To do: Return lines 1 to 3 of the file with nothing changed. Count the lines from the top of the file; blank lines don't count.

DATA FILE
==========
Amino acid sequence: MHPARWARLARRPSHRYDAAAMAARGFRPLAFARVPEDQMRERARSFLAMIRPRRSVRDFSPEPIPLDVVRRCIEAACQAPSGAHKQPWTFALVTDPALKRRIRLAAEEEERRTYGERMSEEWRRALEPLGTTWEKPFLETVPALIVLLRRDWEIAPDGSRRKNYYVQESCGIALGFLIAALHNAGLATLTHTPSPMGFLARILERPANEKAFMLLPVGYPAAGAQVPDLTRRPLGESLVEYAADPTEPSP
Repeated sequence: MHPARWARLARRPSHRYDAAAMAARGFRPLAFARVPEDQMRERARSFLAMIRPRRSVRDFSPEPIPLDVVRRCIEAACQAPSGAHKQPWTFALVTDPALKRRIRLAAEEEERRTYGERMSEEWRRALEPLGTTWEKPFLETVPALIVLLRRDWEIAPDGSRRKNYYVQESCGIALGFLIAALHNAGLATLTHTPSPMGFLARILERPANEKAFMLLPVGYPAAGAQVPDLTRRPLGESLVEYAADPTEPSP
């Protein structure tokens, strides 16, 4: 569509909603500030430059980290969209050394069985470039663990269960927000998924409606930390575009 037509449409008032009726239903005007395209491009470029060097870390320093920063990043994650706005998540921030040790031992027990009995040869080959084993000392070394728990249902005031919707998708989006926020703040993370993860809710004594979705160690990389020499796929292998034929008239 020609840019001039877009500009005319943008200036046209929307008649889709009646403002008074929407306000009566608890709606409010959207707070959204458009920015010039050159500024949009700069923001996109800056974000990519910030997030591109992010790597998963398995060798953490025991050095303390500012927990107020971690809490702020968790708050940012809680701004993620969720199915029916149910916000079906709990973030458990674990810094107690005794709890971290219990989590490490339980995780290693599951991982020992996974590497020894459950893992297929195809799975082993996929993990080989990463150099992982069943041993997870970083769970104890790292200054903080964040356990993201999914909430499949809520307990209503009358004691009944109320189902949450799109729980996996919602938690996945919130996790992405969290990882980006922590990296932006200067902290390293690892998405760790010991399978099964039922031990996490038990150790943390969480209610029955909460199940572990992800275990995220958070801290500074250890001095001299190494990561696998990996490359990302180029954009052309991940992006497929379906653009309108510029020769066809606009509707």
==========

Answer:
Amino acid sequence: MHPARWARLARRPSHRYDAAAMAARGFRPLAFARVPEDQMRERARSFLAMIRPRRSVRDFSPEPIPLDVVRRCIEAACQAPSGAHKQPWTFALVTDPALKRRIRLAAEEEERRTYGERMSEEWRRALEPLGTTWEKPFLETVPALIVLLRRDWEIAPDGSRRKNYYVQESCGIALGFLIAALHNAGLATLTHTPSPMGFLARILERPANEKAFMLLPVGYPAAGAQVPDLTRRPLGESLVEYAADPTEPSP
Repeated sequence: MHPARWARLARRPSHRYDAAAMAARGFRPLAFARVPEDQMRERARSFLAMIRPRRSVRDFSPEPIPLDVVRRCIEAACQAPSGAHKQPWTFALVTDPALKRRIRLAAEEEERRTYGERMSEEWRRALEPLGTTWEKPFLETVPALIVLLRRDWEIAPDGSRRKNYYVQESCGIALGFLIAALHNAGLATLTHTPSPMGFLARILERPANEKAFMLLPVGYPAAGAQVPDLTRRPLGESLVEYAADPTEPSP
């Protein structure tokens, strides 16, 4: 569509909603500030430059980290969209050394069985470039663990269960927000998924409606930390575009 037509449409008032009726239903005007395209491009470029060097870390320093920063990043994650706005998540921030040790031992027990009995040869080959084993000392070394728990249902005031919707998708989006926020703040993370993860809710004594979705160690990389020499796929292998034929008239 020609840019001039877009500009005319943008200036046209929307008649889709009646403002008074929407306000009566608890709606409010959207707070959204458009920015010039050159500024949009700069923001996109800056974000990519910030997030591109992010790597998963398995060798953490025991050095303390500012927990107020971690809490702020968790708050940012809680701004993620969720199915029916149910916000079906709990973030458990674990810094107690005794709890971290219990989590490490339980995780290693599951991982020992996974590497020894459950893992297929195809799975082993996929993990080989990463150099992982069943041993997870970083769970104890790292200054903080964040356990993201999914909430499949809520307990209503009358004691009944109320189902949450799109729980996996919602938690996945919130996790992405969290990882980006922590990296932006200067902290390293690892998405760790010991399978099964039922031990996490038990150790943390969480209610029955909460199940572990992800275990995220958070801290500074250890001095001299190494990561696998990996490359990302180029954009052309991940992006497929379906653009309108510029020769066809606009509707």